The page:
The St. Louis Cardinals have a gem in Tyler O’Neill and may want him to stick around a while. What could an extension look like?
It took a few years, but the Tyler O’Neill that the St. Louis Cardinals believed they’d get when they traded for him has finally shown up in 2021. Since his solid debut in 2018, O’Neill hasn’t gotten more than 150 at-bats in any year other than 2021. His opportunities were scarce, but he also didn’t take advantage of them. Coming into 2021, it was a make-or-break year for the muscle-bound outfielder.
Lucky for us, O’Neill has stepped up and found a home in the three-hole providing the depth to the lineup that the team needed in a big way. After a 70 wRC+ in 2020, fans were ready to pull the plug. And despite him winning the NL Gold Glove in left field digging deeper within his 2020 numbers were huge improvements in O’Neill’s plate discipline that flagged 2021 as a potential breakout year.
With a 140 wRC+ and 4.5 fWAR on the season, O’Neill ranks him right next to Mookie Betts and Nick Castellanos among National League outfielders. While he has gone through a couple of slumps this season, the Canadian has been the team’s offensive MVP and has consistently made the adjustments to stay competitive as pitchers change their approach against him.
With how good his season has been, it’s fair to wonder if the Cardinals’ front office will approach O’Neill this winter about an extension to keep him and his powerful bat around long-term. Right now, O’Neill his first arbitration-eligible winter, putting his salary on the rise. Without an extension, O’Neill is under contract through the 2024 season but if he continues to put up an fWAR near 5.0, keeping him around will only get more and more expensive.
Given that O’Neill is entering arbitration after three subpar years prior to 2021, it puts him in a unique spot as far as comparable extensions that would give an idea of what the market would demand for an O’Neill extension. Thankfully, two players in similar spots have signed extensions in the past two years.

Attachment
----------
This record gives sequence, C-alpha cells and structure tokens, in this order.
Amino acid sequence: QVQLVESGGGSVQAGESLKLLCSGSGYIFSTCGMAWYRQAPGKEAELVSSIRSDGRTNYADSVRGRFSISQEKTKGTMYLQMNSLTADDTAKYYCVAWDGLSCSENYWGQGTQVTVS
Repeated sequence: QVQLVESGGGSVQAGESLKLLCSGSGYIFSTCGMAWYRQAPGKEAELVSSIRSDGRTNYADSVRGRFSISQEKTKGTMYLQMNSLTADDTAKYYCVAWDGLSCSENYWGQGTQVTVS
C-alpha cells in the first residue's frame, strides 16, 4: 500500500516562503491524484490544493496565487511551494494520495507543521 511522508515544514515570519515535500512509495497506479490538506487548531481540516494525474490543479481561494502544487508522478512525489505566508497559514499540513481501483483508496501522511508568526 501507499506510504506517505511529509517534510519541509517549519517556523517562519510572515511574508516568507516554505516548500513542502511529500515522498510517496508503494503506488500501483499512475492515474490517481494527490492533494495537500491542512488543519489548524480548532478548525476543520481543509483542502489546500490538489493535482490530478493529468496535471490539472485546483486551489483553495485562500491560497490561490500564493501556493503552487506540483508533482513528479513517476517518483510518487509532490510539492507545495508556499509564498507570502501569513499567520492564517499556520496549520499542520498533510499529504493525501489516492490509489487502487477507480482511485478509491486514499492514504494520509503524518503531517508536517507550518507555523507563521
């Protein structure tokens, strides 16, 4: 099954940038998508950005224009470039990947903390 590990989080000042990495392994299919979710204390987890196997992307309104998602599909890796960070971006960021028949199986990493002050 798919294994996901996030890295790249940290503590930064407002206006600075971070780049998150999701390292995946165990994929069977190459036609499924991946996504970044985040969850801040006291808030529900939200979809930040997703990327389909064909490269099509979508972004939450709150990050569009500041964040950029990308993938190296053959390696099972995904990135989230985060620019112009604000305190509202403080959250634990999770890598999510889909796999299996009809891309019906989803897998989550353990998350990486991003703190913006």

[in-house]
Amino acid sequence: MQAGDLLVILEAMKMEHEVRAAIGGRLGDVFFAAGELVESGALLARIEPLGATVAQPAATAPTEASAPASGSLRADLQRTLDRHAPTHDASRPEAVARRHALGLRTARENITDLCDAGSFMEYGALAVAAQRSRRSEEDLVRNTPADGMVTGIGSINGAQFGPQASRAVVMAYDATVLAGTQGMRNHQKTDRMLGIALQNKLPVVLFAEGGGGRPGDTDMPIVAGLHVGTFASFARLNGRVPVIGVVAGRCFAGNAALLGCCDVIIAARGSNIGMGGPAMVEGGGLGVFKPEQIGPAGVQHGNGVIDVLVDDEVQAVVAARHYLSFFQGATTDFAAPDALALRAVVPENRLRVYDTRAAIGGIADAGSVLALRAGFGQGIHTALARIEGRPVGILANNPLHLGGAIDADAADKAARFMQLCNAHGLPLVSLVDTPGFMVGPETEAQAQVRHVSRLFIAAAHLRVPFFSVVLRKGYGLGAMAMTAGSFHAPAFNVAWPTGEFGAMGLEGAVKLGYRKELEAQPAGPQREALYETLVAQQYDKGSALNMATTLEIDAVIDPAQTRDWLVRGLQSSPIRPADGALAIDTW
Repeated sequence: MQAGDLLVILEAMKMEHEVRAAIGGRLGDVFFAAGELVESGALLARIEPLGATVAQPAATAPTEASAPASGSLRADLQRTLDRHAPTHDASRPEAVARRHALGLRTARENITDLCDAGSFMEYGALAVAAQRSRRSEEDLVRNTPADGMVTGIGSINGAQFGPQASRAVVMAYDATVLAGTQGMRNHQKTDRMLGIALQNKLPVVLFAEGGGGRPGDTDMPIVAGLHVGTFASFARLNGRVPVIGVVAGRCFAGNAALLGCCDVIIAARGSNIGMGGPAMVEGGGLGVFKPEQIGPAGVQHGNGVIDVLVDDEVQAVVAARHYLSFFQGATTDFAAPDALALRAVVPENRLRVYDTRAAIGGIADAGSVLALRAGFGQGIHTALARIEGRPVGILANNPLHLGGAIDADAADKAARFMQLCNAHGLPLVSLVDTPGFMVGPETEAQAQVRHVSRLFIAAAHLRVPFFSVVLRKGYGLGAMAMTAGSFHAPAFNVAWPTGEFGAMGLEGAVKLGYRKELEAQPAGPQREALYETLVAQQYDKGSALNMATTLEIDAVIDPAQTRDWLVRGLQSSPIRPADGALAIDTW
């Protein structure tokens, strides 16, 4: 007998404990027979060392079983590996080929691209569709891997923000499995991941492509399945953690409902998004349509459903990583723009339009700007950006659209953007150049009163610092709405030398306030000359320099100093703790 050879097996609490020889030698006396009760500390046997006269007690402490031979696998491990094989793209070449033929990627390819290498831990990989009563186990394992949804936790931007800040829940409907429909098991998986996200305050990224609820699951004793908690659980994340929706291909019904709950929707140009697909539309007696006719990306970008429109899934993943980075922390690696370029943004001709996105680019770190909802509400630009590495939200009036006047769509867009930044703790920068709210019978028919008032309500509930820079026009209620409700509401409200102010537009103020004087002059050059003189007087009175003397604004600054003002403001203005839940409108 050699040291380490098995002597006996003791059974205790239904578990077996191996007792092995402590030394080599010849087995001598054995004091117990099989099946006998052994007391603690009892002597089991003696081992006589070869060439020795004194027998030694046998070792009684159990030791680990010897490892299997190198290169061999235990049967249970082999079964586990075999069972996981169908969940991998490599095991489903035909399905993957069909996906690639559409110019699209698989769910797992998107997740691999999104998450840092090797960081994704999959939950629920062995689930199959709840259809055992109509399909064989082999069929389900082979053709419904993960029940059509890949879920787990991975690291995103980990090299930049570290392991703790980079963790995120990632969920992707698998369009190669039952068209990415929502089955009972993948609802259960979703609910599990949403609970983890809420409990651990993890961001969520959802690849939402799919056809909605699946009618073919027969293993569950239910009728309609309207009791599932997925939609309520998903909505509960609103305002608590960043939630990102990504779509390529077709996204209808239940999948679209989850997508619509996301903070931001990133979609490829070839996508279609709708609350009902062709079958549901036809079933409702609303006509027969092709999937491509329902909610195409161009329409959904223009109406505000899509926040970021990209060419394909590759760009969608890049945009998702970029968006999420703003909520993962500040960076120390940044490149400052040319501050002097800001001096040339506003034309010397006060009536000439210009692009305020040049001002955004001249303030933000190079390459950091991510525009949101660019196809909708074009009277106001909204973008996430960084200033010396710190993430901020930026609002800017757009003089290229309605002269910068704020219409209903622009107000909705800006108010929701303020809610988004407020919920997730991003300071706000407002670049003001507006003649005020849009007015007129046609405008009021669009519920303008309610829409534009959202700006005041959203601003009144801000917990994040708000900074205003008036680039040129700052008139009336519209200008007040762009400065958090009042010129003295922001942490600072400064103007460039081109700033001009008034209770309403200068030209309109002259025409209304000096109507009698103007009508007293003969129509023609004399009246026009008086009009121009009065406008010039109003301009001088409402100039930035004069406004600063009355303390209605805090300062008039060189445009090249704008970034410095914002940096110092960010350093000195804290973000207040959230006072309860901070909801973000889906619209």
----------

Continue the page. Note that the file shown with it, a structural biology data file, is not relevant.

Max Kepler has a very similar archetype to Tyler O’Neill in that both are power-hitting corner outfielders who both at one time ranked in the top 50 prospects in baseball. Debuting in 2015, Kepler has been a staple in the Twins lineup. Despite being a top-ranked prospect, things started slow for Kepler in MLB.
In his first three full seasons, Kepler averaged just a .233/.314/.418 slash which is good for a 96 OPS+. The difference between O’Neill’s first years and Kepler’s is sample size. In O’Neill’s first three seasons, he had 450 plate appearances while Kepler had 1626. Before the 2019 season, when the 26-year-old Kepler was entering his first year of arbitration, the Twins signed the right fielder to a five-year, $35 million deal with a team option for a sixth year.
Immediately, the Twins were rewarded for their faith in Kepler as he blew his previous batting lines out of the water in 2019. Finishing 20th in AL MVP voting, Kepler hit .252/.336/.519 with 36 homers and a 122 wRC+. That level of production for $6 million is awesome, but Kepler has returned to Earth in 2020 and 2021, posting a 107 and 93 wRC+ in each season. At 28, with two years remaining on the contract, Kepler’s extension looks somewhat like a cautionary tale.
The difference is that there was zero track record of a good year with Kepler before he signed that extension. Still though, Kepler has delivered a 1.5 fWAR at a price of just $6.5 million this year. It’s fair to assume O’Neill would be more expensive than Kepler